Because WordPress runs so many websites on the internet and is trusted by search engines, websites created using it—whether on WordPress.org or WordPress.com—have a chance to rank highly. If anything, by choosing one of them, you're already in the lead. Which is the best choice, and how do they differ?
Strong SEO plugins are available on WordPress.org, and they can efficiently inform you of content changes that could raise your ranking. The majority of third-party sophisticated SEO plugins, like Yoast SEO, concentrate on altering elements like metadata content, choosing keywords, and developing links. WordPress.org essentially offers everything you require.
In terms of overall ranking, WordPress.com is on par with WordPress.org and frequently ranks highly on Google and Bing. However, it lacks WordPress.org's extensive access to plugins that improve SEO. Plugins are typically only accessible from the Business plan and higher, except for a few that are already included in the base package.
This means that unless you choose the Business or E-commerce plan with WordPress.com, the use of third-party SEO plugins won't be possible. This problem does not exist with WordPress.org, and once your website is set up, you can find any plugin you can imagine.
With WordPress.org, there are no restrictions on modification, so you may gladly create a website exactly the way you want it. This is accomplished by employing themes, which may be changed, and plugins, which enhance a site's functionality. For instance, a company running a directory-style website might decide to modify a theme created for businesses but later decide to change the appearance. They could accomplish this by adding code that can successfully change many characteristics or by directly customizing the theme.
They could then utilize one of the various directory plugins to further improve this. Alternatively, they may create their own custom directory and design their site from the ground up; they might even employ a team to accomplish this for them. The idea is that there are almost endless alternatives to WordPress.org. Everything may be altered.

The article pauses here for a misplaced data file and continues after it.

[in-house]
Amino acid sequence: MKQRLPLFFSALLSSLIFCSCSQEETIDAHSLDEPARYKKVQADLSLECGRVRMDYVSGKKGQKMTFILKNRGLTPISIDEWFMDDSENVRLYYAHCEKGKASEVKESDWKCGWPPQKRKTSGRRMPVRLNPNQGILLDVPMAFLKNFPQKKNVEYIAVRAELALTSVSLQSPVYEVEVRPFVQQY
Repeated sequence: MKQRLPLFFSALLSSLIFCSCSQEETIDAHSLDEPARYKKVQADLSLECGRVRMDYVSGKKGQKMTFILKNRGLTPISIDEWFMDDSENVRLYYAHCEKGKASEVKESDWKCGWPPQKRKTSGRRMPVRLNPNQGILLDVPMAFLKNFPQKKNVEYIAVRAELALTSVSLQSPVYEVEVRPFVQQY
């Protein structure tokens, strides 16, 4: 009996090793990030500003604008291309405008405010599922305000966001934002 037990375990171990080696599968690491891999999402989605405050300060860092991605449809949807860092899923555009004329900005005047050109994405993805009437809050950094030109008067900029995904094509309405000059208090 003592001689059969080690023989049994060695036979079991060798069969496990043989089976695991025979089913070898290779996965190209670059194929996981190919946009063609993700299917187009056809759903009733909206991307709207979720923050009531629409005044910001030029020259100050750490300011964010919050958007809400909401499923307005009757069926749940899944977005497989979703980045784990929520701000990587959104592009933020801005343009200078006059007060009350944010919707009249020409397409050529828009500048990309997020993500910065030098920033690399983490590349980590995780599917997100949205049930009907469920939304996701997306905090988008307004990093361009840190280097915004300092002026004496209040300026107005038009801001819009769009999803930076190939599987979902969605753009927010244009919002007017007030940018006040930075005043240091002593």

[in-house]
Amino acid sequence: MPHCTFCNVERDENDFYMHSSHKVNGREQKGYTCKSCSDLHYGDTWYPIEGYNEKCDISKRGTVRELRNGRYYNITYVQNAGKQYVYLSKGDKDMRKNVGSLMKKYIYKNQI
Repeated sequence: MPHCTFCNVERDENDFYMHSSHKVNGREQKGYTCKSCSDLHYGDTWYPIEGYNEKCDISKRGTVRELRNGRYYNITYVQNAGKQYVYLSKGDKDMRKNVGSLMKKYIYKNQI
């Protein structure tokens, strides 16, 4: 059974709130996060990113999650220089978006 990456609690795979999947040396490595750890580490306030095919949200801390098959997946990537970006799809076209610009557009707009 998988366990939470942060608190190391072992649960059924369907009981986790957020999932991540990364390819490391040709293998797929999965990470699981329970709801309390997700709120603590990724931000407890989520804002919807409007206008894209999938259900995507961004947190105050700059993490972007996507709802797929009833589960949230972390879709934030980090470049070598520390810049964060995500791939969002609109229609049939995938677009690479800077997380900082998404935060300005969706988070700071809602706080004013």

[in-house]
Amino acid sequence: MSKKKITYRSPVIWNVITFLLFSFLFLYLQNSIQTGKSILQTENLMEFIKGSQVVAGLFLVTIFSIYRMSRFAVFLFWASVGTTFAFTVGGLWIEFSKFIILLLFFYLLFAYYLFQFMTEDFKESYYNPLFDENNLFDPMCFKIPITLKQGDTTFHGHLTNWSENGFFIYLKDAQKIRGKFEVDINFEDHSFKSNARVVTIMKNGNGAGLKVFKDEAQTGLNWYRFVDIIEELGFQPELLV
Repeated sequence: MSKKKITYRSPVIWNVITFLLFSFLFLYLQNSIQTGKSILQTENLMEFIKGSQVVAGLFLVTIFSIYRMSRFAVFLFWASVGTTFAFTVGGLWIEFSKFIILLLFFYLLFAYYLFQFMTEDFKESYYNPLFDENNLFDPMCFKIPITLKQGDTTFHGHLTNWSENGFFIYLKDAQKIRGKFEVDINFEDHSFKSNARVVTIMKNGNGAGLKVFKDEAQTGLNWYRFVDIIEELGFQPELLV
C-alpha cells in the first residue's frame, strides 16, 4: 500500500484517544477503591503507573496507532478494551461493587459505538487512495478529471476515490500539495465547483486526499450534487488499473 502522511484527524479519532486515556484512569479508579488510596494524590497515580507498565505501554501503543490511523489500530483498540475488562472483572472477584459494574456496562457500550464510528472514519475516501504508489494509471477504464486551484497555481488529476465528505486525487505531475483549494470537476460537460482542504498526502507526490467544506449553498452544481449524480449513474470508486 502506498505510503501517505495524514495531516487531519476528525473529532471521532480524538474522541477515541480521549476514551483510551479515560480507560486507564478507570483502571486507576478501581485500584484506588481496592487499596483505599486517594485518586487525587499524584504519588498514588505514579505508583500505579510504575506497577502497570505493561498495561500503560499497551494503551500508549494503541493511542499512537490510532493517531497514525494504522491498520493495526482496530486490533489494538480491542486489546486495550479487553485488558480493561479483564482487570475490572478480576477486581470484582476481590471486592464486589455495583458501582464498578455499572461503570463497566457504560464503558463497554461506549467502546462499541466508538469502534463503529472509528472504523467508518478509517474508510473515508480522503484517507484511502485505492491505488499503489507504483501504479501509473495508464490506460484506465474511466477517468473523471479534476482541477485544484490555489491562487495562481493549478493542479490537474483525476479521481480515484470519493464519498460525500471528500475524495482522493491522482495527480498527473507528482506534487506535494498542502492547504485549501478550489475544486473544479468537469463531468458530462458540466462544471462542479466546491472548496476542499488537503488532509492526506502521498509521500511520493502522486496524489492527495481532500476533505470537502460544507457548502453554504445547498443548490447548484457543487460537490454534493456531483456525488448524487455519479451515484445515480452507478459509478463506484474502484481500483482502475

WordPress.com does have customization options as well, but not to the same extent. You can modify a variety of themes with the built-in customizer on the Business plan and higher, and you can even ask Happiness Engineers for the right code to modify your site. Concerning options and potential, WordPress.com has produced some excellent websites. Additionally, some plugins may be used to accomplish a lot in terms of design.
That being said, it's just not quite as adaptable and open source out of the gate as WordPress.org is. Critical components like plugins and particular themes won't be available on the cheaper plans, and your customization possibilities are only as flexible as the plan you're on. The more expensive plans do quickly increase in cost, especially when you consider that WordPress.org offers the same amount of flexibility for less money.
WordPress.com and WordPress.org are both excellent platforms to use to launch a website this year. Both give you access to systems that let websites rank well, are typically simple to use, and don't cost a fortune to get started.
However, WordPress.org is a better choice in the majority of the important categories. Depending on what you're looking for, WordPress.com is still a decent choice for bloggers and people who prefer a hands-off experience. Nearly everyone else would be happy with WordPress.org, which excels in areas of Pricing, Hosting, SEO, Analytics, Customization, and more.
Whichever option you choose, keep in mind that building an authoritative site that ranks highly requires a lot of time, effort, and diligence, but the payoff is well worth it.